Dear Sylvia:Our department lost an employee and we are drowning in overwhelm! Help!

Dear Sylvia,

My company has cut back and our department lost one employee. Although my supervisor and other administrators know we cannot provide the same level of support and do everything that was done before, they still seem to be holding us to the same expectations they had when there were six employees instead of five. I have talked to them several times and explained we are all working extra and doing more than ever but still can’t keep up with the large workload and new initiatives. My department is drowning in overwhelm. How can I make them understand and adjust their expectations or provide additional help?

Dear Frustrated and Overwhelmed:

The situation you describe is both extremely common and challenging. Unfortunately, the economic crisis and slow recovery over the last three years has served as the catalyst for dramatic change in most companies across the nation. These dramatic changes have increased the stress experienced by millions of employees. While there are no easy answers to this problem, I think seeking clarity about your work-related priorities is essential. Because there are only so many hours in a day, I recommend that you engage your direct supervisor in conversation about what he/she sees as YOUR top five priorities, for example. Once you are clear about them (preferably in ranked order), you can organize your time in alignment with those priorities. Focusing on the identified priorities can help to reduce feelings of overwhelm, allowing you to be more productive in the long run. Although administrators/managers may want the work to flow as seamlessly as it once did, the reality of our times does not permit that. Trying to function as if you had more employees than you do sets all of you up for burnout. A plan for coping must be made.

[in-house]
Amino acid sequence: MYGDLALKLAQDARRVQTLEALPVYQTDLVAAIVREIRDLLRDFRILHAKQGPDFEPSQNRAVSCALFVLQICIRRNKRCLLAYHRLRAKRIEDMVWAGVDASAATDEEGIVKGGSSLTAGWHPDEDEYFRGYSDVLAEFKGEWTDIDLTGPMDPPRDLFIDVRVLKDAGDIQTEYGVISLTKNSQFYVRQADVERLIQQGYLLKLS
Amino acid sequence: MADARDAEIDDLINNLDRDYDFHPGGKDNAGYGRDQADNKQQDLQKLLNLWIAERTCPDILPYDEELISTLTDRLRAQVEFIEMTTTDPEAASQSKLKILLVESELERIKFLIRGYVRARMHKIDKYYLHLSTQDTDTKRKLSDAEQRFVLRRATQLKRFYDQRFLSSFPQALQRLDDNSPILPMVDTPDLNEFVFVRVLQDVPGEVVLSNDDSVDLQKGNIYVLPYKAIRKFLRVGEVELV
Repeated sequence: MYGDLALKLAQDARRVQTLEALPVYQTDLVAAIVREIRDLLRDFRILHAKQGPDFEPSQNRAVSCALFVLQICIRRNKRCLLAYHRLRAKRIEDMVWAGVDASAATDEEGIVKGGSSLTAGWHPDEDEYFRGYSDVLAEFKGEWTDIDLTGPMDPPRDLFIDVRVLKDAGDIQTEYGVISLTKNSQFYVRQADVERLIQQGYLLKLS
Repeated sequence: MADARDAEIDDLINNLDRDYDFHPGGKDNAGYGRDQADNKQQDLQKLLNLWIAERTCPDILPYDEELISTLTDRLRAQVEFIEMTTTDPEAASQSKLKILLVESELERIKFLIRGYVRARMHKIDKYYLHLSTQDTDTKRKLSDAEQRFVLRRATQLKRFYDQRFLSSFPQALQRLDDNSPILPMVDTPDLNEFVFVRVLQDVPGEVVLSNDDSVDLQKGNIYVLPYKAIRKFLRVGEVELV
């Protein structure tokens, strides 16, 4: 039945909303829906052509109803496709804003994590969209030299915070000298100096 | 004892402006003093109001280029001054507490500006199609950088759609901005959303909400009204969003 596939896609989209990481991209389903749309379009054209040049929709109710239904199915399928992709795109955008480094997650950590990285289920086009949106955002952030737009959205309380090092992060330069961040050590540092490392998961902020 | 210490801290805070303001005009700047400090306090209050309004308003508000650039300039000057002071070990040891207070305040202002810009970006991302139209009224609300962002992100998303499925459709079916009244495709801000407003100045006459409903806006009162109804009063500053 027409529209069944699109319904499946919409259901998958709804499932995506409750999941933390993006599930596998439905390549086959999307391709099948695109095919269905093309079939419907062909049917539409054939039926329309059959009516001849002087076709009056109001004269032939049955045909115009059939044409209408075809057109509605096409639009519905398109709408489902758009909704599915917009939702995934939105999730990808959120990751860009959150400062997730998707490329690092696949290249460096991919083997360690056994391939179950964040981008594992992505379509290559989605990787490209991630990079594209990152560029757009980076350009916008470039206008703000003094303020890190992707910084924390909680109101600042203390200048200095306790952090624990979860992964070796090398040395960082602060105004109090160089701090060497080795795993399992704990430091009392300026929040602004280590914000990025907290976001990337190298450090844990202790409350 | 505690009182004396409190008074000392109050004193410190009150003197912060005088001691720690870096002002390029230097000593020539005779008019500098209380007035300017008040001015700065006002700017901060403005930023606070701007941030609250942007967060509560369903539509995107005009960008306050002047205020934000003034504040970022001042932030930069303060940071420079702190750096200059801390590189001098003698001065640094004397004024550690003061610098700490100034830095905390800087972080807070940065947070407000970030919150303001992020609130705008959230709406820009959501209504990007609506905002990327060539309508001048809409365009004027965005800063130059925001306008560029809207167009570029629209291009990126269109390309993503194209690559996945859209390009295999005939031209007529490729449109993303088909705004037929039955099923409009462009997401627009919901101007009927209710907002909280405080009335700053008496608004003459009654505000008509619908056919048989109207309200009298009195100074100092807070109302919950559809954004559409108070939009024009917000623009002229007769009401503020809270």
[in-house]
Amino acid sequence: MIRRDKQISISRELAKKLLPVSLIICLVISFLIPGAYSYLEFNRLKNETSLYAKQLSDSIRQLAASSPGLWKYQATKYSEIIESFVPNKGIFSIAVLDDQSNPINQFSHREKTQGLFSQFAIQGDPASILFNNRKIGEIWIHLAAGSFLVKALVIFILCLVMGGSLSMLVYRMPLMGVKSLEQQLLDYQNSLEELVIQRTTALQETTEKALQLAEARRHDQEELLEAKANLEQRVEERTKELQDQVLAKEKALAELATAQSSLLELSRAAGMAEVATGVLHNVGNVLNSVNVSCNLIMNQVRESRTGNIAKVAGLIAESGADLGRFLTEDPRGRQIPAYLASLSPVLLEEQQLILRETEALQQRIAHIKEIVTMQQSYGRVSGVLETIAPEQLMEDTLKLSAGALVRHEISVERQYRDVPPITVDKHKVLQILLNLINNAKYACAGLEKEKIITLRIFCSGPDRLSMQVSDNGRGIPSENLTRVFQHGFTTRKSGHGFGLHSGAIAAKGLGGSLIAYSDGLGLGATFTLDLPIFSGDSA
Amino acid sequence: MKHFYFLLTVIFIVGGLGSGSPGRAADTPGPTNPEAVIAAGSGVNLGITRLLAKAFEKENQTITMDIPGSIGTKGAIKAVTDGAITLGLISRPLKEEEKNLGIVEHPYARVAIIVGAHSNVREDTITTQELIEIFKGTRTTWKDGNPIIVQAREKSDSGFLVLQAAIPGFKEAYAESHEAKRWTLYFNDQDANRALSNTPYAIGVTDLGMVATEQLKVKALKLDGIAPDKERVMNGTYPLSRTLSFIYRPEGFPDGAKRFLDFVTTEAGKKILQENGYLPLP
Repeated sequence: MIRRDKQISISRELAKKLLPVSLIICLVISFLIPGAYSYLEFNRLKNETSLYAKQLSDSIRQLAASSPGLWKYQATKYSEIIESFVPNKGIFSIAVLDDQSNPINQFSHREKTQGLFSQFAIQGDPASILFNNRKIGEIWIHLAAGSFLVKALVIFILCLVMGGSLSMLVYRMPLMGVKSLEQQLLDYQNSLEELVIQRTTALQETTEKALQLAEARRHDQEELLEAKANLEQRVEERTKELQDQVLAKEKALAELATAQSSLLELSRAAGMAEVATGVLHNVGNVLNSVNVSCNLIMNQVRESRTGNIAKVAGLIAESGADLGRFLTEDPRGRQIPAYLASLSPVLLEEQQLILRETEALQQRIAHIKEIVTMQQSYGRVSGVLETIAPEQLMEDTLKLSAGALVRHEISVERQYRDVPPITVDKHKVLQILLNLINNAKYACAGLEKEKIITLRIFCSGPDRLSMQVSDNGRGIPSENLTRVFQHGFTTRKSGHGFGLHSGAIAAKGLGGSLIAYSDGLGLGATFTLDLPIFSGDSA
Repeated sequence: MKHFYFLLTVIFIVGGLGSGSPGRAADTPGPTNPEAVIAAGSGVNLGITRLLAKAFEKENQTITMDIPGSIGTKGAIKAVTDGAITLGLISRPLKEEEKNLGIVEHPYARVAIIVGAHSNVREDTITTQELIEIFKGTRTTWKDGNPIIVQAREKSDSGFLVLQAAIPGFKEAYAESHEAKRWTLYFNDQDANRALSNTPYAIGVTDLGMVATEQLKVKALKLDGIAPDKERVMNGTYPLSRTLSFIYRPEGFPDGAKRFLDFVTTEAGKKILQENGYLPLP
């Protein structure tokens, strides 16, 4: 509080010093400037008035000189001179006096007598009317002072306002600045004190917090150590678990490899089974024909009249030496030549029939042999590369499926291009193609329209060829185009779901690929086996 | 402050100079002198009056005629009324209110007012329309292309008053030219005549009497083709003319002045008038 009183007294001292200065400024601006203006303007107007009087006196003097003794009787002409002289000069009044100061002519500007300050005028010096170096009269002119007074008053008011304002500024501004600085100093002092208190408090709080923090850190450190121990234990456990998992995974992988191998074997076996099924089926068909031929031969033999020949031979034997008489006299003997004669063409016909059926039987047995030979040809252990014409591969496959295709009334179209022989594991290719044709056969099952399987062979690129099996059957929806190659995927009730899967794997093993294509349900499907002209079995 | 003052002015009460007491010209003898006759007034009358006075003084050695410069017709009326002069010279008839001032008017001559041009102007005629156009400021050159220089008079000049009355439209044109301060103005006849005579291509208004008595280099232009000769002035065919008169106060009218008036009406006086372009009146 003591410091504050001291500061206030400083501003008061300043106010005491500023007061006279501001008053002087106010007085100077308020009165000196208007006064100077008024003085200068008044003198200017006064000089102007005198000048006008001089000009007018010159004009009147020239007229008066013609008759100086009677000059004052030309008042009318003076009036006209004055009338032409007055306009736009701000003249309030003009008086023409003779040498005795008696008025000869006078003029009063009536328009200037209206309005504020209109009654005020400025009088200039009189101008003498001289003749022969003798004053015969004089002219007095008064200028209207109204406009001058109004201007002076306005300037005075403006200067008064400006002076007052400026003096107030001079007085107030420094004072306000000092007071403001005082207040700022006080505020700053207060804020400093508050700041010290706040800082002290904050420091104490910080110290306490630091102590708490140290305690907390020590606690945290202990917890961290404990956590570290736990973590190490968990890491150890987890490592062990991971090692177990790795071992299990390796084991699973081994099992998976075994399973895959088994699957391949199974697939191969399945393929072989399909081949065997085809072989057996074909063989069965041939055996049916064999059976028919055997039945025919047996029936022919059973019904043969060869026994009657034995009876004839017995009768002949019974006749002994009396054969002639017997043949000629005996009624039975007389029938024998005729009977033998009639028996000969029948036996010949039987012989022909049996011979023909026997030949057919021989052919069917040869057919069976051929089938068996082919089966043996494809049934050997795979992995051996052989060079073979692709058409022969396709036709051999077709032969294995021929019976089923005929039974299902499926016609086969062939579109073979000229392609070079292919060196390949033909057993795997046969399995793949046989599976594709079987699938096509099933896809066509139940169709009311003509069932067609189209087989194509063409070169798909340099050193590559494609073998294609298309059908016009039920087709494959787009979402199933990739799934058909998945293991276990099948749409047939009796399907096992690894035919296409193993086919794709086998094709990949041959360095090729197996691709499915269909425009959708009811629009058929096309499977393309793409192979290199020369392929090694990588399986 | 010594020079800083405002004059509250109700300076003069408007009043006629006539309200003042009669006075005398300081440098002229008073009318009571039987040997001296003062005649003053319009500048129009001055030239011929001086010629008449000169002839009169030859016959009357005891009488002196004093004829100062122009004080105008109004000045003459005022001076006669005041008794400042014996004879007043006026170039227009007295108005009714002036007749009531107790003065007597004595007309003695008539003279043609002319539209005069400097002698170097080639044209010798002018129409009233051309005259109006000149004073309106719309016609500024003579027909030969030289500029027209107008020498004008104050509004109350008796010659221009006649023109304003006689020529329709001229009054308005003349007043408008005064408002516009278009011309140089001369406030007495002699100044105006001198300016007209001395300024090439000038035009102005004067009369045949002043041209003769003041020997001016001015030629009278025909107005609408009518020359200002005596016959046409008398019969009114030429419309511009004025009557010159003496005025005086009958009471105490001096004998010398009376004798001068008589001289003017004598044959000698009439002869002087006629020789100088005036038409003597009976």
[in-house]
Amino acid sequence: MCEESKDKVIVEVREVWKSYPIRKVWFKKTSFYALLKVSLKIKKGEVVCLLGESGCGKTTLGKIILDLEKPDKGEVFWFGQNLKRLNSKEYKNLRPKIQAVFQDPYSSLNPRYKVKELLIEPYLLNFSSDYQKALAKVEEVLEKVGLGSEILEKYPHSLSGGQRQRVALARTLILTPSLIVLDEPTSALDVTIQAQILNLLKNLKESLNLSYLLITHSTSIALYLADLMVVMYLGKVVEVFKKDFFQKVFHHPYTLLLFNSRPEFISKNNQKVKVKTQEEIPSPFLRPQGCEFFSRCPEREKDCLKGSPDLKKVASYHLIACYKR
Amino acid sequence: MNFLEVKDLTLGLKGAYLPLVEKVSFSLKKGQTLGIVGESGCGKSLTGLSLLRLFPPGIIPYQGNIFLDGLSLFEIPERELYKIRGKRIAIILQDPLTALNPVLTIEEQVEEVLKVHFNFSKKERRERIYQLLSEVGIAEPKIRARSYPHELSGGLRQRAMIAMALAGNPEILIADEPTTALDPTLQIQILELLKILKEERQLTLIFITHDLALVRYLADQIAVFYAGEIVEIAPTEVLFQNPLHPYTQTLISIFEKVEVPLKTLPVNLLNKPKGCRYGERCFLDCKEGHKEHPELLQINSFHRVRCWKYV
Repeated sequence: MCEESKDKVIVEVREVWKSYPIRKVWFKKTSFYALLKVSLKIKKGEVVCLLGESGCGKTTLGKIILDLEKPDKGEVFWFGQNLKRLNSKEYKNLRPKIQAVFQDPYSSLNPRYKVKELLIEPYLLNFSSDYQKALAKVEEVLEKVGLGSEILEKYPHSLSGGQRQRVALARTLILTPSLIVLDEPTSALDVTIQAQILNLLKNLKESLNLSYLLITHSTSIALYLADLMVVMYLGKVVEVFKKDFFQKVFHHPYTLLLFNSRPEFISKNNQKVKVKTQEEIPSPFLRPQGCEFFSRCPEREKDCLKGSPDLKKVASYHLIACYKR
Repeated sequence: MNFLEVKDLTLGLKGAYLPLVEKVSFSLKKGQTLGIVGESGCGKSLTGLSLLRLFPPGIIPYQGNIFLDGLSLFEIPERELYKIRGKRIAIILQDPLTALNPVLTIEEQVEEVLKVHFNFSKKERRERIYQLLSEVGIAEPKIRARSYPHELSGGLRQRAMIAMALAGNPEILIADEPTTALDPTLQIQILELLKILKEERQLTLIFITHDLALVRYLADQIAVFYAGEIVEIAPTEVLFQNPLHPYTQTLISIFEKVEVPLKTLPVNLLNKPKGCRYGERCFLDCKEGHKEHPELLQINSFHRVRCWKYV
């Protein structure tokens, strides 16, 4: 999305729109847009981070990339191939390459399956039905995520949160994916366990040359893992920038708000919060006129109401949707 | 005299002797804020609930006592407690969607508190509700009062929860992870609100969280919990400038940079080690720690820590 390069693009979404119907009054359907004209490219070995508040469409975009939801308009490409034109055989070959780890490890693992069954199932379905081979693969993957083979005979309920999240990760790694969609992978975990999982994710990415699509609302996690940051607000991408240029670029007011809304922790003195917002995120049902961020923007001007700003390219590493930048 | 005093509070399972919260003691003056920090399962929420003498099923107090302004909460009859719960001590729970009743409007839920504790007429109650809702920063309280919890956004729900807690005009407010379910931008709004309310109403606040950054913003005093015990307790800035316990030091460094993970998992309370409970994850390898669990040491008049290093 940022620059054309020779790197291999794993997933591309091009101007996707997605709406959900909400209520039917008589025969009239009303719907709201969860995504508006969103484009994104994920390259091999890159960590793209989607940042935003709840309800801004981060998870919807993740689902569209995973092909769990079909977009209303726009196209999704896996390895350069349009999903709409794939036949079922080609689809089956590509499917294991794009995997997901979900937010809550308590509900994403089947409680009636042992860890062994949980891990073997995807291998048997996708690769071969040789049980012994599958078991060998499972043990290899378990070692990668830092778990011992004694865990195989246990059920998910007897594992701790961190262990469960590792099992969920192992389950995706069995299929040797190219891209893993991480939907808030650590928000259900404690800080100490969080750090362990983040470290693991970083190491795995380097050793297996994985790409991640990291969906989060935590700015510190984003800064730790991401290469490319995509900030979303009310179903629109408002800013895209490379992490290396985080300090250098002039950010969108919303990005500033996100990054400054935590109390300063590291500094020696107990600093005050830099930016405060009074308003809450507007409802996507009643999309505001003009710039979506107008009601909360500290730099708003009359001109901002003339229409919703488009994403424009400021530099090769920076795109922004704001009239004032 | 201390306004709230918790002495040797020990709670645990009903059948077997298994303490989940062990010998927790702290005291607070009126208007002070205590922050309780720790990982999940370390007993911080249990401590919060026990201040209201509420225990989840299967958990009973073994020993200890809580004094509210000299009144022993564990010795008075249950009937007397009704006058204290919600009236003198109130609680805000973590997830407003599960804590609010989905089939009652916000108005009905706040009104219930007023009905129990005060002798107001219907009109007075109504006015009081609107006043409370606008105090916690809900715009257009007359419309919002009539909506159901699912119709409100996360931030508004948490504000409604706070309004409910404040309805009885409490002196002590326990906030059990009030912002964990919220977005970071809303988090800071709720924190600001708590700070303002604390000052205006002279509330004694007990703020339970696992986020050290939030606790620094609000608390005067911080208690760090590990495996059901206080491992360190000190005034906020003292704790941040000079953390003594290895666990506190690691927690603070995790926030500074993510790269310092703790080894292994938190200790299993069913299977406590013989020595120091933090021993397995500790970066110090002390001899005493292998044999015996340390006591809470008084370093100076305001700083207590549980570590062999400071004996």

My second recommendation is that you look for specific ways to nurture and care for yourself in the midst of this chronic stress. Schedule half an hour into each day when you do something just for you.

You must build it into your calendar or it won’t happen. Your body, mind, emotions, and spirit need refreshment on a regular basis or you risk getting sick. These half hour periods may revive your energy, boost your motivation, and prevent you from sinking into a low level depression that will detract from your quality of life. Figure out what makes you feel good–even temporarily–and give yourself permission to experience them. I am not talking about buying expensive items that don’t provide long-term relief but rather reading an inspirational story, walking around the block, calling a friend, enjoying a chair massage, eating an ice cream cone, taking a bath. These kinds of things seem small, but if you treat yourself to one of them daily, they have the power to make a significant impact on your overall health, contentment, and wellbeing.


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